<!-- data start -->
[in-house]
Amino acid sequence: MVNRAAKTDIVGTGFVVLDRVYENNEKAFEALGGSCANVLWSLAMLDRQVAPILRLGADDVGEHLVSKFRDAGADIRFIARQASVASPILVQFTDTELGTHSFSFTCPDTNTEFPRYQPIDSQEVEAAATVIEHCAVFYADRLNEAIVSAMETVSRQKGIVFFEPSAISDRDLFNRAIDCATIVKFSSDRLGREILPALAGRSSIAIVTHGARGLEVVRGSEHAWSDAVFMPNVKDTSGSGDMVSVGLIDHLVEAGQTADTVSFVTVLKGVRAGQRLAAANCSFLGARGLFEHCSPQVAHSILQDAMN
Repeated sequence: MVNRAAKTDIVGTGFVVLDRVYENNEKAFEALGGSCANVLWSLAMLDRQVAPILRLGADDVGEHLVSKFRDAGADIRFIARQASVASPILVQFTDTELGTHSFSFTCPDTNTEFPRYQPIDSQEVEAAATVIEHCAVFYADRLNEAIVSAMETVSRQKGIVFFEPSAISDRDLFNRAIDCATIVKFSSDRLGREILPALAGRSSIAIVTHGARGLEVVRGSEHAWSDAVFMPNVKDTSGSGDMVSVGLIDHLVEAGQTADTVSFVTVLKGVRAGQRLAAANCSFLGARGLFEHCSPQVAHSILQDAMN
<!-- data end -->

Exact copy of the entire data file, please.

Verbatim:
[in-house]
Amino acid sequence: MVNRAAKTDIVGTGFVVLDRVYENNEKAFEALGGSCANVLWSLAMLDRQVAPILRLGADDVGEHLVSKFRDAGADIRFIARQASVASPILVQFTDTELGTHSFSFTCPDTNTEFPRYQPIDSQEVEAAATVIEHCAVFYADRLNEAIVSAMETVSRQKGIVFFEPSAISDRDLFNRAIDCATIVKFSSDRLGREILPALAGRSSIAIVTHGARGLEVVRGSEHAWSDAVFMPNVKDTSGSGDMVSVGLIDHLVEAGQTADTVSFVTVLKGVRAGQRLAAANCSFLGARGLFEHCSPQVAHSILQDAMN
Repeated sequence: MVNRAAKTDIVGTGFVVLDRVYENNEKAFEALGGSCANVLWSLAMLDRQVAPILRLGADDVGEHLVSKFRDAGADIRFIARQASVASPILVQFTDTELGTHSFSFTCPDTNTEFPRYQPIDSQEVEAAATVIEHCAVFYADRLNEAIVSAMETVSRQKGIVFFEPSAISDRDLFNRAIDCATIVKFSSDRLGREILPALAGRSSIAIVTHGARGLEVVRGSEHAWSDAVFMPNVKDTSGSGDMVSVGLIDHLVEAGQTADTVSFVTVLKGVRAGQRLAAANCSFLGARGLFEHCSPQVAHSILQDAMN